use a special realtime and minimized version of Linux as
the operating system, so there is no overhead needed for the
graphic displays, etc. that burden desktop PCs.
Will it be as reliable as the cards-in-a-frame
approach? I sure don’t want this thing to
crash.
Modern PC hardware is very reliable. The parts and board
count of the PC solution is much lower than a card-frame
approach, so statistically the h/w failure rate is almost sure
to be lower. The most failure-prone device in a PC is the
hard drive and we don’t use one; our software is loaded
NINE: FAQS
from Compact Flash memory. There are no plug-in PCI
cards to cause connector-related problems. We have
redundant large panel-mounted fans turning at a relatively
low RPM, rather than the usual small heatsink-mounted
high-RPM cooler. But more important for reliability is the
software. We are using an off-the-shelf Intel-made PC
motherboard and processor, but we are treating it from the
software perspective as if it were an “embedded DSP”
platform. We’re running a pared-down and highlyoptimized version of the Linux operating system and our
engine processing application code is carefully “written to
the metal”. Unlike general PCs that must host a lot of
different application s/w, which are coming and going,
sharing and releasing resources, and potentially causing
conflicts, we have only one application running in a
carefully controlled environment.
I like the SmartSurface’s features and
design, but I’m not ready to commit to
Livewire for my full facility. Can I just use
your Surface and Engine as a drop-in
console replacement?
Sure, you can. Take a Surface and Engine, add the audio
I/O you need and an Ethernet switch and you have a standalone console that interfaces via analog or AES to your
other equipment.
ANALOG AUDIO & AES ON RJS AND CAT 5
You recommend an outer shield for analog
audio. Why?
As a precaution. Shielded cable protects against RF and
eliminates any possible crosstalk between cables in multicable bundles.
Is there any crosstalk between the pairs
within the Cat-5 cable?
As long as your circuits are balanced, there is almost no
left/right crosstalk inside the cable. With a balanced input
circuit that has 50 dB CMRR (Common Mode Rejection
Ratio), separation will be greater than 90 dB.
So, must all the audio and digital signals be
balanced?
Generally, yes, or crosstalk will degrade. Unbalanced
connections can be used for short runs only and preferably
with separate cables for left and right if you care very much
about stereo crosstalk. Radio Systems makes small devices
that adapt unbalanced RCAs to balanced RJs for their
StudioHub system that could be used to convert any
unbalanced sources you have. AES3 digital audio signals
are always balanced and require no conditioning.
65
Is Cat-5 OK for AES3 digital audio?
A 1997 report, Review of Cables for AES/EBU Digital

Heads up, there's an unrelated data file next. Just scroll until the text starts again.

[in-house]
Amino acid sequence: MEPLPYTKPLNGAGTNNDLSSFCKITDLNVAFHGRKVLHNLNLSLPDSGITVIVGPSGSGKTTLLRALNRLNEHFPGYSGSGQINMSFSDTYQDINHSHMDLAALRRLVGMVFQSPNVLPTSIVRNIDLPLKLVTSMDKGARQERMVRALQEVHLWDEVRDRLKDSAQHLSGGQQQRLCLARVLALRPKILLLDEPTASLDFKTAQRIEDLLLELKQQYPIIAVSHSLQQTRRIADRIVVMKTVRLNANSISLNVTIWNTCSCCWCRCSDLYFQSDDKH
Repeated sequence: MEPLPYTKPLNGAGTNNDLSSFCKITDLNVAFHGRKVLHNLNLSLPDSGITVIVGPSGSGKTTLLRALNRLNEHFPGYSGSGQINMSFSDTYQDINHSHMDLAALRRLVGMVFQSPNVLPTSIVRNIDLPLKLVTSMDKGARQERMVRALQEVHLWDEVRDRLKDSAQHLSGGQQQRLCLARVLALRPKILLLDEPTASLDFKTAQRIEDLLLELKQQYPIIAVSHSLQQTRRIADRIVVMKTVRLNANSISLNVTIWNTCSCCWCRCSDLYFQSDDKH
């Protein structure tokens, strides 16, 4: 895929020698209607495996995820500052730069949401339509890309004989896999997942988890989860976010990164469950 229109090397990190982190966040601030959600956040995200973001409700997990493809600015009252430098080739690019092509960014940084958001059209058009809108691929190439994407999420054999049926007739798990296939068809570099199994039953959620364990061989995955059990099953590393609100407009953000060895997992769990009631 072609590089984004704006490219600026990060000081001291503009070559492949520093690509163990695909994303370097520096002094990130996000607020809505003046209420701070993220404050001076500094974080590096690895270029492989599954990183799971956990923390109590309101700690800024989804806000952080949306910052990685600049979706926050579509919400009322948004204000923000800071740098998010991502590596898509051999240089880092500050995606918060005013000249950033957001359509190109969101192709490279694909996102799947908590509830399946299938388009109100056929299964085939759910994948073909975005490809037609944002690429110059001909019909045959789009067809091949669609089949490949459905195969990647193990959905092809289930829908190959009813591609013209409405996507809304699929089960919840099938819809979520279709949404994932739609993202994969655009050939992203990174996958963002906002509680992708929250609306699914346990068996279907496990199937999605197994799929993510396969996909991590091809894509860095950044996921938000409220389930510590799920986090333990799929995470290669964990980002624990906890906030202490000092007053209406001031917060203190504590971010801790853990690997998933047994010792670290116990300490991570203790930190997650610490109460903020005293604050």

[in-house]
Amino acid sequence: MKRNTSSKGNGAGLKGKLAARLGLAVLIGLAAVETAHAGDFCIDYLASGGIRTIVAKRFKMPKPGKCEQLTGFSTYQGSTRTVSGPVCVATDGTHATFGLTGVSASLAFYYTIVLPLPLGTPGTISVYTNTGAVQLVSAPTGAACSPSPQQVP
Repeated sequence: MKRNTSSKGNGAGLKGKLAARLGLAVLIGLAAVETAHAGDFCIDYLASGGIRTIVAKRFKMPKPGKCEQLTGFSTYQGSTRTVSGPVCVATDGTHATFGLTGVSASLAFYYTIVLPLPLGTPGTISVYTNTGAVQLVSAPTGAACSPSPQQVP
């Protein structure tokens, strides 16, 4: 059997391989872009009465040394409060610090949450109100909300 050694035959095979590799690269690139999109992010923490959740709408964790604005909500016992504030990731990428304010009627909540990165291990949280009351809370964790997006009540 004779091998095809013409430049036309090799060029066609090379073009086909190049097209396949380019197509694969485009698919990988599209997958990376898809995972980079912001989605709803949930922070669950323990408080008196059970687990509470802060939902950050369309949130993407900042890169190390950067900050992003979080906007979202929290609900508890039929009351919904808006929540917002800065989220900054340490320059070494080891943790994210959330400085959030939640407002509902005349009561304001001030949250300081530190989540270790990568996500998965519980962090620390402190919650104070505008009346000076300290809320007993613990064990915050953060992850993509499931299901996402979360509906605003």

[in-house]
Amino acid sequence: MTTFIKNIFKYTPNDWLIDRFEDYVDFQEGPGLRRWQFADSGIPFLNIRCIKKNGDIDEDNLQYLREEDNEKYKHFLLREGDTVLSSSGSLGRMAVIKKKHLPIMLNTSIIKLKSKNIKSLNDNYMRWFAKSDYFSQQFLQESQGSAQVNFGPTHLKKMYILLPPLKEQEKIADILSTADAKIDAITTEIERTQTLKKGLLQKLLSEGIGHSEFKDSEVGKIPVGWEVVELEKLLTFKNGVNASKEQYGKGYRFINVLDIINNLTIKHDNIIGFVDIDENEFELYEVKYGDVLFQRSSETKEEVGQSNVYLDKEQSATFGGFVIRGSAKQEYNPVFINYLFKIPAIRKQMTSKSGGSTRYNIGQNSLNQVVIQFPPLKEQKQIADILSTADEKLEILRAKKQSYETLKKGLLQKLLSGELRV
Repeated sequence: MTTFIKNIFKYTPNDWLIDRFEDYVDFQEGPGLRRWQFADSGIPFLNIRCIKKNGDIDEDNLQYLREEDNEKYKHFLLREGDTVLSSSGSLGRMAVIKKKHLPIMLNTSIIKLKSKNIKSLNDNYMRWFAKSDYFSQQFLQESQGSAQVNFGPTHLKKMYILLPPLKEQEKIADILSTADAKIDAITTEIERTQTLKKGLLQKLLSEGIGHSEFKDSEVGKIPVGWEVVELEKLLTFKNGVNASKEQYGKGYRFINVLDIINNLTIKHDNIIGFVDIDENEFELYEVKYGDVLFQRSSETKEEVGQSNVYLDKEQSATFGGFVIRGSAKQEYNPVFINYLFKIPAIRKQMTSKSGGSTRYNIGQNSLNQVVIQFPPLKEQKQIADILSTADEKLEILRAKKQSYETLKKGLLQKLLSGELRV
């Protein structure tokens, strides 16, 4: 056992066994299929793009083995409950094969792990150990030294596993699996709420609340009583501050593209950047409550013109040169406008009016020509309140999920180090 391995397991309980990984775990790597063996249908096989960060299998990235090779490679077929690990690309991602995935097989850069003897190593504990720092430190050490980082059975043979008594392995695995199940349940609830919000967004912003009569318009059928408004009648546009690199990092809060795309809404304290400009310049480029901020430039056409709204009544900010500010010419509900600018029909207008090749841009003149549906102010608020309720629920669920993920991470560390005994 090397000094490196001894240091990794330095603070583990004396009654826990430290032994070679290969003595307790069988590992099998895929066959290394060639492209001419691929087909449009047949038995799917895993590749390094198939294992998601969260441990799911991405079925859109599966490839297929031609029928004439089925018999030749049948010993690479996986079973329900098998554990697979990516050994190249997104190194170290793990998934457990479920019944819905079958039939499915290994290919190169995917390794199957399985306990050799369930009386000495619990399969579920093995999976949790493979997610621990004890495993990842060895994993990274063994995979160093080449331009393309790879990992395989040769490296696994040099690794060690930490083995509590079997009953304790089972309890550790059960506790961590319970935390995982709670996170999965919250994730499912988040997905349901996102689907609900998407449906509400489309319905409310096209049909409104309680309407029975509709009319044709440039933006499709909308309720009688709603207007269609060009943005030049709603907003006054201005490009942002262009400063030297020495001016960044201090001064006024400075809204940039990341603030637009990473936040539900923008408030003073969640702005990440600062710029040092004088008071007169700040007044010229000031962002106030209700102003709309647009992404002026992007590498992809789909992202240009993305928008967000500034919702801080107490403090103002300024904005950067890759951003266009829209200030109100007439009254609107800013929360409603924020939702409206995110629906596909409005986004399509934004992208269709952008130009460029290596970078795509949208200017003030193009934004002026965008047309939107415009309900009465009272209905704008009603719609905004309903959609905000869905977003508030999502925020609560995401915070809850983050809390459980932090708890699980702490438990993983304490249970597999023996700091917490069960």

Audio Signals, conducted by the BBC Research and
Development Department, concluded that Cat-5 shielded
twisted audio pair cable “offered the highest performance
of all the cables tested here.” Their tests included coaxial
cables and special cables specifically designed for digital
audio. They preferred Cat-5 cables for their consistent
performance and because they have the flexibility to
support other signal formats.
Cat-5 cables are engineered for data rates up to 100 Mbps
to support networks such as 100BASE-T. Since AES3
signals have a bandwidth of about 3 Mb/sec (depending on
sample rate), AES3’s requirements are well within the Cat5’s guaranteed performance parameters. Dependable errorfree transmission is possible at lengths up to 920 meters
(over ½ mile). Cat-5 cables perform well for AES3 because
they are engineered to have characteristic impedance of 110
ohms and extremely low capacitance – in the 12 pF/ft
range. This yields low signal reflection and excellent high
frequency response, thus lowest error rates.
Is Cat-5 OK for analog audio?
Sure, it is! The low capacitance, needed for data’s high
velocity and wide bandwidths, yield exceptionally flat
analog audio frequency response, even over very long cable
lengths. The tight, controlled twists are good for hum and
crosstalk rejection. Steve Lampen, a senior audio video
specialist for Belden Wire & Cable writes, “Digital cables
make the absolute best analog cables. You can go farther
with flatter frequency response than with any cable
designed for analog”.
(See Belden’s web site for
interesting and revealing papers on the subject of using Cat
5 and 6 cables for analog signals.)
LIVEWIRE, STANDARDS, AND OTHER
VENDORS
Is Livewire standards-based?
As much as it can be, yes. Standard Streams use all the
relevant internet standards, the main one being the RTP
format defined in the IETF document RFC1889. Thus
standard PC audio players can play this audio. But, there is
no standardized way to convey low-delay full-fidelity audio
over Ethernet because you need a synchronization system
and that doesn’t exist in either the Ethernet or internet
standards. So we had to invent that. Still, they are as
standard as is possible to be.
Also, we needed to implement a protocol for tagging audio
sources with names and advertising these to receivers.
Nothing was available off-the-shelf, so we had to invent
NINE: FAQS
something for that, too. Same for the GPIO-emulation
functions.
Are you planning to share information so